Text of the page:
He is the Glaswegian socialist and former shop steward who became a staunch defender of the right-wing American capitalists who employed him; the last of the great footballing dictators and yet so adept at the nuances of man management that great talents were afforded some leeway; the most ruthless of men and yet, in his own way, the most sentimental.
Sir Alex Ferguson is a mass of contradictions. He is the workaholic with a host of hobbies. Among them is reading the biographies of great historical figures. Ferguson’s own greatness was cemented years ago; so, too, his place in history. This is a manager who won eight league titles and a Champions League after being knighted.
He did so by looking forward. Another paradox of Ferguson is that the oldest manager in the business, a man who seems to dislike much about modern life, is a great advocate of youth. It is one of the reasons the empire builder hopes he has founded a dynasty at Manchester United. His penultimate programme notes, for Sunday’s game against Chelsea, mentioned his belief that United are positioned for “a decade of success.”
While the assumption then was that Ferguson would still be in charge for the start of that decade, an unselfishness has long been apparent in his recruitment. Robin van Persie represented a generous, early and much-appreciated retirement present from the Glazers, but apart from that, Ferguson’s focus has remained fixed on potential. When he bought David de Gea at 20, it was evident that the goalkeeper would not reach his peak under a manager almost a half century older than he. Shinji Kagawa, Phil Jones, Chris Smalling and summer arrival Wilfried Zaha should deliver more for his successor than the Scot, as should the homegrown Danny Welbeck and Tom Cleverley and the improving Rafael da Silva.
He has taken to citing the ages of the majority of his squad, offering evidence that the future is bright. And so it may be, but the biggest factor in United’s title-winning campaign is finally shuffling off into retirement, although as a director and an ambassador, a busy and lucrative one.
Parallels have long been drawn with Old Trafford’s other managerial knight, Sir Matt Busby, who left a declining team after two decades of success. Ferguson may have had English football’s other great superpower in mind, however. He knocked Liverpool off their perch, but they were unbalanced themselves; as their finest players grew older, money was wasted on mediocrities.
Ferguson has aimed to avoid a repeat at Old Trafford. Having long given the impression of permanence, the aim now is to ensure United’s supremacy does not end along with the reign of statistically the greatest manager of them all. Because, in his 26 years at Old Trafford, Ferguson has proved himself to be football’s most relentless winner.
There has been some fantastic football, with the classes of 1994, 1999 and 2008 standing above the other title-winning teams for their thrilling attacks and, in the latter two cases, achievement of conquering Europe. There have been some magnificent players and Busby’s best, Duncan Edwards, Bobby Charlton, Denis Law and George Best, have to be joined by at least six of Ferguson’s finest on the short list for United’s outstanding footballer.
Besides dozens of good buys, Ferguson was responsible for at least half a dozen genuinely great signings — Peter Schmeichel, Eric Cantona, Roy Keane, Ole Gunnar Solskjaer, Cristiano Ronaldo and Nemanja Vidic — and while he may not remembered, either, as one of football’s greatest innovators or its supreme on-field strategists, there have been tactical triumphs aplenty.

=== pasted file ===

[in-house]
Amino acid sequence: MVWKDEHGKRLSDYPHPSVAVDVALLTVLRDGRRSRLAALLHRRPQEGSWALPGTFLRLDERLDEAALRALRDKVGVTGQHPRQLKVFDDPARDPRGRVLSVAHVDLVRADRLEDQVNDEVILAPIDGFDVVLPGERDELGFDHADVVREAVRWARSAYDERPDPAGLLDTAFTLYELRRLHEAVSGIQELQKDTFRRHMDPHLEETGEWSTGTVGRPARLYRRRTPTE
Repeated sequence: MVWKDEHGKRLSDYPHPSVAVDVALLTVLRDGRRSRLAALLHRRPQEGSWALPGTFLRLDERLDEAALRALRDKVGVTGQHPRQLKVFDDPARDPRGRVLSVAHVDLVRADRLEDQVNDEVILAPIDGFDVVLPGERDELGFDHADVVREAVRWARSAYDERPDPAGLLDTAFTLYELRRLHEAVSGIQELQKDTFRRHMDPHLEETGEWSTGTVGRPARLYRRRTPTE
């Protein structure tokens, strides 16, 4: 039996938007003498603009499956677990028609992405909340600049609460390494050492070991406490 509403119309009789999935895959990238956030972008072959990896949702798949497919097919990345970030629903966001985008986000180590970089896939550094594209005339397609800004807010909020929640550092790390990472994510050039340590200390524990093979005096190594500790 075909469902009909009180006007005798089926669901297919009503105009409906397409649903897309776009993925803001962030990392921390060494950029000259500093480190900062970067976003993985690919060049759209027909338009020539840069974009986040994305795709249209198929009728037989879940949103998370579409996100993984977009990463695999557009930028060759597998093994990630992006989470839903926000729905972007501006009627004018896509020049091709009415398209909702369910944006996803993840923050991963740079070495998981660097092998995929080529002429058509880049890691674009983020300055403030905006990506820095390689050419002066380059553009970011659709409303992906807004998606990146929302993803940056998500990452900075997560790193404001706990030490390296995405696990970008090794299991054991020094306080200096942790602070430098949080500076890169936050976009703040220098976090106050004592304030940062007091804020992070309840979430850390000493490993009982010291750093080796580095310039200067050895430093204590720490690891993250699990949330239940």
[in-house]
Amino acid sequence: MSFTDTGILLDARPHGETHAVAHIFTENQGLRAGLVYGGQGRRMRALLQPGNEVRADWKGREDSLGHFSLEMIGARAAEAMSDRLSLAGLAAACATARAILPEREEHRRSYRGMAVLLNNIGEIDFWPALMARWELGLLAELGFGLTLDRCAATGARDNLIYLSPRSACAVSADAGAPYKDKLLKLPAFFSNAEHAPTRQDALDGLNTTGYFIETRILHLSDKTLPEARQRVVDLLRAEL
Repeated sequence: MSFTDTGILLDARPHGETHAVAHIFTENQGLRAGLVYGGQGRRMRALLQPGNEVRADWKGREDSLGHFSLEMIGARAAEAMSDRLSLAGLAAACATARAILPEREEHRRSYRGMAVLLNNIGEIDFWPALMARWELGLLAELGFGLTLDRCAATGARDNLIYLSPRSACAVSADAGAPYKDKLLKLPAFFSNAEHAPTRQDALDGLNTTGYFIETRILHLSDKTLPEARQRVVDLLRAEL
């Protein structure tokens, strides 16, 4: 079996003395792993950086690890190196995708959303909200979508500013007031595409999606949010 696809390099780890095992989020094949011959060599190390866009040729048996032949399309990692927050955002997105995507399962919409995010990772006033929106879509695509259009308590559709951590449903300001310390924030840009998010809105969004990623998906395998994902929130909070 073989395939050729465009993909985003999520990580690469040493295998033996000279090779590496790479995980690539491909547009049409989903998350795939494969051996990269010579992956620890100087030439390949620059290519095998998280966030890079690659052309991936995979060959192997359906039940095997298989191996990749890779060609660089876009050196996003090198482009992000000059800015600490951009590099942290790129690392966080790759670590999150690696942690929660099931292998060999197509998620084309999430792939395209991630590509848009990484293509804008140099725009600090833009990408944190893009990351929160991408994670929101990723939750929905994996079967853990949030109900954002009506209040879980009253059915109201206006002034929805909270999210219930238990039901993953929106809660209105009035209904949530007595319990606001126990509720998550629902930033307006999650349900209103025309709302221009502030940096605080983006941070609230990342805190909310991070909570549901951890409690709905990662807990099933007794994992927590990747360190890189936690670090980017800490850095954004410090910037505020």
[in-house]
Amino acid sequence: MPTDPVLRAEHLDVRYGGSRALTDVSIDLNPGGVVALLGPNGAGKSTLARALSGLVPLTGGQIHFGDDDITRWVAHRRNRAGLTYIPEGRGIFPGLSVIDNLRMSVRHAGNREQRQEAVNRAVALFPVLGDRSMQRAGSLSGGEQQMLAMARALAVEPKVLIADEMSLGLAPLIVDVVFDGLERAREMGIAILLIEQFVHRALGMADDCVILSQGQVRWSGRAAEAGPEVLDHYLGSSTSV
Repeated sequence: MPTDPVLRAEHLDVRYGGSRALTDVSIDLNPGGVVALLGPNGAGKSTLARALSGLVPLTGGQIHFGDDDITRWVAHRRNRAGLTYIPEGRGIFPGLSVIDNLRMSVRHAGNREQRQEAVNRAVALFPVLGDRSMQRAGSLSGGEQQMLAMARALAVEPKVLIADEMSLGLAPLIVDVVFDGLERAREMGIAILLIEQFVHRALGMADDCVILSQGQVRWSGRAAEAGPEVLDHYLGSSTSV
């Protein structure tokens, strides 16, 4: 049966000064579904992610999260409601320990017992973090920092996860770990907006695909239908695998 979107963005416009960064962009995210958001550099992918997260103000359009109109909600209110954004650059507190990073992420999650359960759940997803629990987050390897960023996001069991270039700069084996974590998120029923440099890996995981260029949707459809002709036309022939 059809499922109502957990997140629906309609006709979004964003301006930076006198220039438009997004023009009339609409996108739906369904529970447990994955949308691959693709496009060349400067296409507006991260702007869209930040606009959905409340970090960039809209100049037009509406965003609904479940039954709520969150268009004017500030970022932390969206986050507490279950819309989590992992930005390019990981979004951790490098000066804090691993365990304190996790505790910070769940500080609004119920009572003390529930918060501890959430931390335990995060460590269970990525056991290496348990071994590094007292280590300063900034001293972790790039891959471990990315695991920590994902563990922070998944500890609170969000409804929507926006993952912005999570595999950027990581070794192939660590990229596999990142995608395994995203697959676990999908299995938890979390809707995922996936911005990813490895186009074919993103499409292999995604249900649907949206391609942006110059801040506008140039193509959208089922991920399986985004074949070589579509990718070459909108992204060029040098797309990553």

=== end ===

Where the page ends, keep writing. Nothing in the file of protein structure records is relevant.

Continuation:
Yet the defining theme is simply of success. He imbued a team — indeed, an entire club — with his own winning mentality. A fierce competitor responded to every challenge, from the dominant Liverpool team he initially encountered to the recent rise of Manchester City. In between, title rivals from Leeds, Norwich, Aston Villa, Newcastle and Blackburn to Arsenal and Chelsea have discovered that Ferguson’s teams could normally outscore them and that he would invariably outlast them.
With 22 consecutive top-three finishes and 13 league titles, Ferguson changed the landscape of English football, single-handedly rebranding United from overspending underachievers to serial champions, claiming to have 659 million fans worldwide and almost certainly having as many grudging admirers, who envied their ability to win.
In domestic football, his achievements are incomparable. The sole legitimate criticism of his record is that there could, and perhaps should, have been another Champions League in the trophy cabinet. Like his friend Jose Mourinho, Ferguson still has to look up at the three-time winner Bob Paisley in the pantheon of European managers. A man whose ability to harbour grudges is almost unrivalled will presumably go into retirement still cursing the Turkish referee Cuneyt Cakir for sending Nani off against Real Madrid this year, cruelly curtailing his last continental campaign.
The reality, though, is that his final United team are no match for Spain and Germany’s trailblazers or for their most illustrious predecessors. None of that should detract from Ferguson’s legacy. The league was plucked from his grasp in heartbreaking fashion 12 months ago, and he responded the only way he knew how: by taking his team to the title, demoralising their rivals with their consistency. And then, long after others expected the final whistle to blow in his career, the instigator of umpteen dramatic comebacks pointed to his watch and decided that, after 26 years, 1500 games and 38 trophies, “Fergie Time” was finally over.
Moment of truth!
He’s gone after 180 minutes!
The best there was, the best there is, the best there will be!
#ThankYouSirAlex for those glorious 26 years!
Glory Glory ManUnited!